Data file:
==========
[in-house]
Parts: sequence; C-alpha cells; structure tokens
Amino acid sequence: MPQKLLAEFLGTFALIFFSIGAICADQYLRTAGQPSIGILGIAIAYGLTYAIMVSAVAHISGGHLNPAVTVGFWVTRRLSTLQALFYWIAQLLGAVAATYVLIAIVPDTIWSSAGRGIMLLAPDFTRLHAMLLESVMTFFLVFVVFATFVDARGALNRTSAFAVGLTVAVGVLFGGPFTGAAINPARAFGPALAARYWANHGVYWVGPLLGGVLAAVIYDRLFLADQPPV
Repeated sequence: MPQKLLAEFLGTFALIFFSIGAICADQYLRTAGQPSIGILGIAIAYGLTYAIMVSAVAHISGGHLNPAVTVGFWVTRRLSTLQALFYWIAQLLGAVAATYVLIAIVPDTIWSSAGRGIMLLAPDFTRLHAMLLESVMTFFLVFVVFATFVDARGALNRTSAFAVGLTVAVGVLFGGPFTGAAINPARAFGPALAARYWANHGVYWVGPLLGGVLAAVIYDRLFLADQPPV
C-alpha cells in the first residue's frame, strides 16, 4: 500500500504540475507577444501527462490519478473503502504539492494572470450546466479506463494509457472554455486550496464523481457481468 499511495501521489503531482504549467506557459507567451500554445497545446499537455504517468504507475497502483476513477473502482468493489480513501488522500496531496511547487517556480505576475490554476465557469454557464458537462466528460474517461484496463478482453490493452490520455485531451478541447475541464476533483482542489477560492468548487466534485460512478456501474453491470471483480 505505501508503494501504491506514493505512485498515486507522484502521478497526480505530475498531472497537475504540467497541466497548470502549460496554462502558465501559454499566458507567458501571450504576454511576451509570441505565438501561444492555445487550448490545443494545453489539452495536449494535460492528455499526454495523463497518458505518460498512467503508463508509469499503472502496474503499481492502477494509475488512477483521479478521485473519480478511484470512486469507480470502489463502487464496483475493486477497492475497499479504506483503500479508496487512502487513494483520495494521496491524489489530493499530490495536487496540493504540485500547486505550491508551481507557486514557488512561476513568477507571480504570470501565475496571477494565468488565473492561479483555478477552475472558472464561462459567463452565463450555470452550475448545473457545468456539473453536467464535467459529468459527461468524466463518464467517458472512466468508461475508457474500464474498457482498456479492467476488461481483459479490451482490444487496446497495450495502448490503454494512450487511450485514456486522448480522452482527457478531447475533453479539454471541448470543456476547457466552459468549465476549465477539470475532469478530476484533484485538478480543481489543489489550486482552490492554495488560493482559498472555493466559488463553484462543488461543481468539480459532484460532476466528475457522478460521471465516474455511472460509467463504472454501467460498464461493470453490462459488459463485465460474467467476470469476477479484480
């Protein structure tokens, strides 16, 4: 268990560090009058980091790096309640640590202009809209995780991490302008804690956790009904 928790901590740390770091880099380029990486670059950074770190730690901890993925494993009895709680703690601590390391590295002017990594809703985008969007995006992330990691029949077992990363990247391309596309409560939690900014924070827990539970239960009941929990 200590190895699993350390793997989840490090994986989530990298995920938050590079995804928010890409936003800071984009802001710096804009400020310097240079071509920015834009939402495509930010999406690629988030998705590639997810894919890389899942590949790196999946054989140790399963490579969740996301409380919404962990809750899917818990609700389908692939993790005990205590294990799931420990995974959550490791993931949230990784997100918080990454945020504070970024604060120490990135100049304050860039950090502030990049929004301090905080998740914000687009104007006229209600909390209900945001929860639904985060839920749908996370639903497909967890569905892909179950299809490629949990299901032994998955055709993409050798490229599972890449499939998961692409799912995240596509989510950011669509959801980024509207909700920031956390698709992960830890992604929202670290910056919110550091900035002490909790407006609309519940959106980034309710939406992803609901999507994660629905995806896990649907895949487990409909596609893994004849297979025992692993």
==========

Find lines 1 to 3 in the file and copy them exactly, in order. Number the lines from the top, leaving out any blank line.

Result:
[in-house]
Parts: sequence; C-alpha cells; structure tokens
Amino acid sequence: MPQKLLAEFLGTFALIFFSIGAICADQYLRTAGQPSIGILGIAIAYGLTYAIMVSAVAHISGGHLNPAVTVGFWVTRRLSTLQALFYWIAQLLGAVAATYVLIAIVPDTIWSSAGRGIMLLAPDFTRLHAMLLESVMTFFLVFVVFATFVDARGALNRTSAFAVGLTVAVGVLFGGPFTGAAINPARAFGPALAARYWANHGVYWVGPLLGGVLAAVIYDRLFLADQPPV